Glimpses of a fascinating era
A tapestry of emotions emerged as Timeri Murari's ``Taj: A Story of Mughal India" was read, says KAUSALYA SANTHANAM.
Timeri N Murari
THROUGH THE pages of a novel pulsating with love, intrigue, violence and sex, Timeri N. Murari has sketched the greatest love story of them all nearly 20 years ago. ``Taj: A Story of Mughal India" made it to the international bestseller list and was translated into nine European languages. Penguin Books India has now reissued the novel, in a sleek and elegant edition, to celebrate the 350th anniversary of the Taj Mahal. When the HSBC, the British Council, Penguin Books India and the Park, Chennai, recently organised a reading by Theatre Y at the hotel, it drew a full auditorium.
Theatre Y, through a careful selection of passages from the novel and a rearrangement of the scenes, made sure that in the course of an hour each one in the audience felt they had lived though a fascinating era. And a reign that made possible through the enormous wealth available, the unquestioned power of the emperor, and the uncompromising adherence to the sprit of his artistic vision, the raising of a dream in marble that continues to bring the aesthete and the lover to Agra.
The novel continually braids together two strands one, the love story of Shahjahan and Arjumand Banu ( Mumtaz Mahal) and the other, the manner in which the monument was built. Truth fleshed out with plenty of imagination gives us the tale. Timeri Murari said later it was his wife Maureen's query on visiting the Taj and hearing the brief story that he had to tell, that led him to the New York Library for research materials to write a novel.
The scene for the reading was set through a few imaginative props and a pleasing colour scheme in off-white. A brocade covered divan with a scarlet embroidered backdrop served as Mumtaz's couch and Shahjahan's seat. A hookah on a tall marble stand and lotuses floating in a bowl in the forefront were other touches. The actors were in off-white silk kurtas and pyjamas with the women sporting tissue dupattas that were discarded when they changed from their royal personae to other roles.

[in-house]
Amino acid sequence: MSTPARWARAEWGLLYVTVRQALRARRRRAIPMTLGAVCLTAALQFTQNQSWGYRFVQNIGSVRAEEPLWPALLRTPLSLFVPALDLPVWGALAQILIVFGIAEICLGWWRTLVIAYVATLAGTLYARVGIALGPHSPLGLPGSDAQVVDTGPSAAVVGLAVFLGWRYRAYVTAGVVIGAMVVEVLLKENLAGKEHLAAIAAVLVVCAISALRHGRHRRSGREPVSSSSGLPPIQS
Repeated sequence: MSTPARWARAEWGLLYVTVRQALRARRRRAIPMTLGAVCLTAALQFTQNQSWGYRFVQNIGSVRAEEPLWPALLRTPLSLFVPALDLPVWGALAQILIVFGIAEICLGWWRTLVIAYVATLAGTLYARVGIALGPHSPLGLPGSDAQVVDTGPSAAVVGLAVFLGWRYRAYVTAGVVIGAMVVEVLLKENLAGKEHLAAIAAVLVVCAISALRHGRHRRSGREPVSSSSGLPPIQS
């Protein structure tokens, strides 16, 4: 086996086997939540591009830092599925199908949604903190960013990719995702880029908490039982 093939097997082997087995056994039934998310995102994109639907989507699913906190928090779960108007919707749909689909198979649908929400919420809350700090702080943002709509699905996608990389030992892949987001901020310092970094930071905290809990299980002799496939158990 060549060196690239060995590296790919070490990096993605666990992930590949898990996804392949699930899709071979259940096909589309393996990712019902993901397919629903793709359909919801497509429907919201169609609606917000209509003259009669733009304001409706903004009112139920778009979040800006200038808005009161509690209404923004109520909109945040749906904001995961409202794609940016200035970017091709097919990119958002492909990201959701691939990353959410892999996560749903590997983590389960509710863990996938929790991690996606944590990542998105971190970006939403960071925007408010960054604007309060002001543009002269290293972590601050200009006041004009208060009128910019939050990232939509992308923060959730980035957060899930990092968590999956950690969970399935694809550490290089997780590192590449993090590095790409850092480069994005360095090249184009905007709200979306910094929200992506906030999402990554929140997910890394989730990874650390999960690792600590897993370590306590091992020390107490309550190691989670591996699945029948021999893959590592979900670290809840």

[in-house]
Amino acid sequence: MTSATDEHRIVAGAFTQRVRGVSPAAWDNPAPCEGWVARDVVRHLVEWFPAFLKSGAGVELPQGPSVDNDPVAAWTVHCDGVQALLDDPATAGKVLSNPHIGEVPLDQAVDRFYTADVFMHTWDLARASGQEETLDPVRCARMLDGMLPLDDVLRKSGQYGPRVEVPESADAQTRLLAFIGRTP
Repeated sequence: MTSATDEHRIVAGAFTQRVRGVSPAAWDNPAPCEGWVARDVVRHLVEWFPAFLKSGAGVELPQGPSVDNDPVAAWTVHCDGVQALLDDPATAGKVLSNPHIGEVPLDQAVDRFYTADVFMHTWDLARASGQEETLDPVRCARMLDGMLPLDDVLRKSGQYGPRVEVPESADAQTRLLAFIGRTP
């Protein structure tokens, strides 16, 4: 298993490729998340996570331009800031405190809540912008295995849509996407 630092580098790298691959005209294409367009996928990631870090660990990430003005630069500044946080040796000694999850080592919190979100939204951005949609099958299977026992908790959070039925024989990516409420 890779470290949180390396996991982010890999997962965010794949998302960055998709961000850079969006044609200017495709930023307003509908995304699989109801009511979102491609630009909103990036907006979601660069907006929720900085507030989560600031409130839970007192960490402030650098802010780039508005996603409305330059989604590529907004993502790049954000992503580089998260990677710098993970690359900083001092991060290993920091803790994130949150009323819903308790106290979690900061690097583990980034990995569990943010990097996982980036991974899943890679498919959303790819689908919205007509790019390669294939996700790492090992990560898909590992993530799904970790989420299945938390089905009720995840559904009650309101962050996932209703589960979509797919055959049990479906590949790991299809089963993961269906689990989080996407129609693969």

Imaginative props and a pleasing colour scheme brought the scene alive. Pics by N. Sridharan.
Reversing the sequence of the book, Yog Japee, the director who also played Shahjahan, interchanged the first and final scenes. He began with the death of Mumtaz and ended with the blind man and the battle scarred leader of the monkey tribe taking refuge from the rain in the cold marble tomb. Within these two segments were packed scenes of the conceptual and the practical problems in building the Taj and the distrust between fathers and sons and between brothers that hacked a bloody trail to the Mughal throne. And throughout, there is the mystique of a queen who inspires such love. ``Taktya Takhta?" Throne or coffin? This question posed to Khusrav, Jehangir's son who rebels against his father, raises its head once again when Aurangazeb and his elder brother Dara clash .
The alternate reading of parts and the quick interchange of roles made the event racy and brought alive the spirit of the work that continually moves between the past and the present. Except for Shahjahan, the others read more than one role. Yog and Kaveri Lalchand, who was both narrator and Jahanara, read with practised ease. Sheetal Govindan captured shades of the Mumtaz character from time to time though the slight frown refused to be banished while Priyanka Joseph though enthusiastic rolled her eyes too much and needed to tone down expressions. Karthik Narayan appeared more comfortable as Moorthi, the South Indian sculptor, than as Aurangazeb. The alternative spotlighting of the characters is a much used device in mainstream Tamil theatre and was overused here too.
The theatre group managed to weave a tapestry of emotions. But then the words were the novelist's as also the complex structuring of the story.
Eunice Crook, Director of the British Council, referred at the beginning of the event to his work as ``a model of good historical writing." In a country where crumbling stones and neglected sculptures breathe the spirit of the past, often of a thousand years, historical fiction is a genre that is unfortunately not so popular.
Timeri Murari among a handful of writers shows us the way. ``Ultimately, the aim of the dramatisation is to make people buy the book," said Yog. And judging from the interest aroused, the mission had been accomplished.
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